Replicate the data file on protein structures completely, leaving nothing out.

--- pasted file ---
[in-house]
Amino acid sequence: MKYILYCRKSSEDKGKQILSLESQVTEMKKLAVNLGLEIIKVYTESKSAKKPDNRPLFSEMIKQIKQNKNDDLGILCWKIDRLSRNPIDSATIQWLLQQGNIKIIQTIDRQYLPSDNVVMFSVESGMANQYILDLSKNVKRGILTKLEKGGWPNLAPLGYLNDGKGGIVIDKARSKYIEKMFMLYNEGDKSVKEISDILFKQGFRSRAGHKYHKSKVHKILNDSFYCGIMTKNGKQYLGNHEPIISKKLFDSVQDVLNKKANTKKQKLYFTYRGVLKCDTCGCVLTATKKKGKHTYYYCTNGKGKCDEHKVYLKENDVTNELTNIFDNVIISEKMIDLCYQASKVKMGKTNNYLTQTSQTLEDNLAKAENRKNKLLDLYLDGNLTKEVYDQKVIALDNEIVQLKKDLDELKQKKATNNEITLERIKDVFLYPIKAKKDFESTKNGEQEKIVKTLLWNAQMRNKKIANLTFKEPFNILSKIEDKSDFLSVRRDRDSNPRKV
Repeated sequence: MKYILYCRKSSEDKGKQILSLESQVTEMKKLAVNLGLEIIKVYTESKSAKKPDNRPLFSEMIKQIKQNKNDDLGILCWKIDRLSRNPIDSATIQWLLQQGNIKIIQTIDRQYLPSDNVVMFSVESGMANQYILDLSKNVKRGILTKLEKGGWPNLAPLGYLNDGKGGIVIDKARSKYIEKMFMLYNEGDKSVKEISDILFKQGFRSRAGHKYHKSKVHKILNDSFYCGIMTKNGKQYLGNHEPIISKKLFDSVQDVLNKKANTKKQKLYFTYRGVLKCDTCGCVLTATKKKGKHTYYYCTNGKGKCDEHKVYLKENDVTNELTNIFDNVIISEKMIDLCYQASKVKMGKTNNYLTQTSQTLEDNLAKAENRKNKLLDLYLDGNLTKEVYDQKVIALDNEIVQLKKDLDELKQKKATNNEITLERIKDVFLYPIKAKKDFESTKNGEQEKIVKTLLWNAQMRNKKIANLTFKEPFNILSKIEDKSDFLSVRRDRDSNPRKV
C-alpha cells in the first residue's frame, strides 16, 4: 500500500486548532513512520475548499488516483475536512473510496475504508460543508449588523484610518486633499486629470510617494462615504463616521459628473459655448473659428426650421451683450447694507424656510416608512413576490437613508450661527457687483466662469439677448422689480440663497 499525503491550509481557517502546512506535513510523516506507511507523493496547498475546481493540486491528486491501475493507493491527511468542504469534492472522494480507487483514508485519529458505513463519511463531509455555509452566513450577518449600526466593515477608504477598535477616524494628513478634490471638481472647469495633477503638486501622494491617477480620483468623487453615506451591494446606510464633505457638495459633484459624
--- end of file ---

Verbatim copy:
[in-house]
Amino acid sequence: MKYILYCRKSSEDKGKQILSLESQVTEMKKLAVNLGLEIIKVYTESKSAKKPDNRPLFSEMIKQIKQNKNDDLGILCWKIDRLSRNPIDSATIQWLLQQGNIKIIQTIDRQYLPSDNVVMFSVESGMANQYILDLSKNVKRGILTKLEKGGWPNLAPLGYLNDGKGGIVIDKARSKYIEKMFMLYNEGDKSVKEISDILFKQGFRSRAGHKYHKSKVHKILNDSFYCGIMTKNGKQYLGNHEPIISKKLFDSVQDVLNKKANTKKQKLYFTYRGVLKCDTCGCVLTATKKKGKHTYYYCTNGKGKCDEHKVYLKENDVTNELTNIFDNVIISEKMIDLCYQASKVKMGKTNNYLTQTSQTLEDNLAKAENRKNKLLDLYLDGNLTKEVYDQKVIALDNEIVQLKKDLDELKQKKATNNEITLERIKDVFLYPIKAKKDFESTKNGEQEKIVKTLLWNAQMRNKKIANLTFKEPFNILSKIEDKSDFLSVRRDRDSNPRKV
Repeated sequence: MKYILYCRKSSEDKGKQILSLESQVTEMKKLAVNLGLEIIKVYTESKSAKKPDNRPLFSEMIKQIKQNKNDDLGILCWKIDRLSRNPIDSATIQWLLQQGNIKIIQTIDRQYLPSDNVVMFSVESGMANQYILDLSKNVKRGILTKLEKGGWPNLAPLGYLNDGKGGIVIDKARSKYIEKMFMLYNEGDKSVKEISDILFKQGFRSRAGHKYHKSKVHKILNDSFYCGIMTKNGKQYLGNHEPIISKKLFDSVQDVLNKKANTKKQKLYFTYRGVLKCDTCGCVLTATKKKGKHTYYYCTNGKGKCDEHKVYLKENDVTNELTNIFDNVIISEKMIDLCYQASKVKMGKTNNYLTQTSQTLEDNLAKAENRKNKLLDLYLDGNLTKEVYDQKVIALDNEIVQLKKDLDELKQKKATNNEITLERIKDVFLYPIKAKKDFESTKNGEQEKIVKTLLWNAQMRNKKIANLTFKEPFNILSKIEDKSDFLSVRRDRDSNPRKV
C-alpha cells in the first residue's frame, strides 16, 4: 500500500486548532513512520475548499488516483475536512473510496475504508460543508449588523484610518486633499486629470510617494462615504463616521459628473459655448473659428426650421451683450447694507424656510416608512413576490437613508450661527457687483466662469439677448422689480440663497 499525503491550509481557517502546512506535513510523516506507511507523493496547498475546481493540486491528486491501475493507493491527511468542504469534492472522494480507487483514508485519529458505513463519511463531509455555509452566513450577518449600526466593515477608504477598535477616524494628513478634490471638481472647469495633477503638486501622494491617477480620483468623487453615506451591494446606510464633505457638495459633484459624